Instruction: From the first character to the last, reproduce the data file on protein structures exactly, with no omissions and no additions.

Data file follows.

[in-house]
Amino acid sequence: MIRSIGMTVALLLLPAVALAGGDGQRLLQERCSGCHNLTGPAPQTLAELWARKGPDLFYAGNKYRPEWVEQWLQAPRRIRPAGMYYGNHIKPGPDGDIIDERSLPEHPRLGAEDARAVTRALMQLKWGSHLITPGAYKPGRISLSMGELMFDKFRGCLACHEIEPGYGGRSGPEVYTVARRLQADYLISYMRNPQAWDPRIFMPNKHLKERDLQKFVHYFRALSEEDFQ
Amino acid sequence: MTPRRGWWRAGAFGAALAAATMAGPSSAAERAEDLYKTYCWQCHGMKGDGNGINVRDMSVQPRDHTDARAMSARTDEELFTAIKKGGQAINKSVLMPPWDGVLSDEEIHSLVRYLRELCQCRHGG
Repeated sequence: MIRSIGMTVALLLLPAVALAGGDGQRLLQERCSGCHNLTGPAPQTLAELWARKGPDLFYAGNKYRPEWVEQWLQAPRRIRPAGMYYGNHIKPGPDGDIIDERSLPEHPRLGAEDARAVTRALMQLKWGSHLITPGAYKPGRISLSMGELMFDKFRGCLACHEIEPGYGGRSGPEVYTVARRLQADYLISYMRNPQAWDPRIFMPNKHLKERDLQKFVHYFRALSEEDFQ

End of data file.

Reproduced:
[in-house]
Amino acid sequence: MIRSIGMTVALLLLPAVALAGGDGQRLLQERCSGCHNLTGPAPQTLAELWARKGPDLFYAGNKYRPEWVEQWLQAPRRIRPAGMYYGNHIKPGPDGDIIDERSLPEHPRLGAEDARAVTRALMQLKWGSHLITPGAYKPGRISLSMGELMFDKFRGCLACHEIEPGYGGRSGPEVYTVARRLQADYLISYMRNPQAWDPRIFMPNKHLKERDLQKFVHYFRALSEEDFQ
Amino acid sequence: MTPRRGWWRAGAFGAALAAATMAGPSSAAERAEDLYKTYCWQCHGMKGDGNGINVRDMSVQPRDHTDARAMSARTDEELFTAIKKGGQAINKSVLMPPWDGVLSDEEIHSLVRYLRELCQCRHGG
Repeated sequence: MIRSIGMTVALLLLPAVALAGGDGQRLLQERCSGCHNLTGPAPQTLAELWARKGPDLFYAGNKYRPEWVEQWLQAPRRIRPAGMYYGNHIKPGPDGDIIDERSLPEHPRLGAEDARAVTRALMQLKWGSHLITPGAYKPGRISLSMGELMFDKFRGCLACHEIEPGYGGRSGPEVYTVARRLQADYLISYMRNPQAWDPRIFMPNKHLKERDLQKFVHYFRALSEEDFQ